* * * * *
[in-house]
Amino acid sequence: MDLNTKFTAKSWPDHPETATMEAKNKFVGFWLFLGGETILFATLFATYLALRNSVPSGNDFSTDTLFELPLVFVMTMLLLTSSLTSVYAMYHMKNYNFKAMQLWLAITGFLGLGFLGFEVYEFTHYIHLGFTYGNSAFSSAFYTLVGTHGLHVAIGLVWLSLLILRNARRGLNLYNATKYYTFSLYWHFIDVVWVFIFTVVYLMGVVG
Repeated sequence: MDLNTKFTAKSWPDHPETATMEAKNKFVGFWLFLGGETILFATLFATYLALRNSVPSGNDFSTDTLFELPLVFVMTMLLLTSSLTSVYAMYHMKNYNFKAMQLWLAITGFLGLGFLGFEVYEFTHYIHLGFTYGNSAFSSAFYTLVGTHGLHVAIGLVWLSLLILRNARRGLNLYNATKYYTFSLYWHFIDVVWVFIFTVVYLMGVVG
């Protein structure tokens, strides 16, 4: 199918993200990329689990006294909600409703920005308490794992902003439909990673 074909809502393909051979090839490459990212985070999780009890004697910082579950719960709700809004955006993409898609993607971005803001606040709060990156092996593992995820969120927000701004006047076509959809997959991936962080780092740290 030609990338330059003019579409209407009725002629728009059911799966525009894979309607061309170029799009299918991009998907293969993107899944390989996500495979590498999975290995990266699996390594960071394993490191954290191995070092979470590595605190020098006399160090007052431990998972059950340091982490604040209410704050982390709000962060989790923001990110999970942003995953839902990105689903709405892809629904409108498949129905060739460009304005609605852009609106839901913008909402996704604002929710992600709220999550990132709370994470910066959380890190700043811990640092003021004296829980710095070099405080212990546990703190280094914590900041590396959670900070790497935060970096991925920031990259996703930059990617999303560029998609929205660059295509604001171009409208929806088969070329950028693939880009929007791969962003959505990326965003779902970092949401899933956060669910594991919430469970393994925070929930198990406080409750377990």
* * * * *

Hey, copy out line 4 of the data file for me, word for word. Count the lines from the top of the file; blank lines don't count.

């Protein structure tokens, strides 16, 4: 199918993200990329689990006294909600409703920005308490794992902003439909990673 074909809502393909051979090839490459990212985070999780009890004697910082579950719960709700809004955006993409898609993607971005803001606040709060990156092996593992995820969120927000701004006047076509959809997959991936962080780092740290 030609990338330059003019579409209407009725002629728009059911799966525009894979309607061309170029799009299918991009998907293969993107899944390989996500495979590498999975290995990266699996390594960071394993490191954290191995070092979470590595605190020098006399160090007052431990998972059950340091982490604040209410704050982390709000962060989790923001990110999970942003995953839902990105689903709405892809629904409108498949129905060739460009304005609605852009609106839901913008909402996704604002929710992600709220999550990132709370994470910066959380890190700043811990640092003021004296829980710095070099405080212990546990703190280094914590900041590396959670900070790497935060970096991925920031990259996703930059990617999303560029998609929205660059295509604001171009409208929806088969070329950028693939880009929007791969962003959505990326965003779902970092949401899933956060669910594991919430469970393994925070929930198990406080409750377990």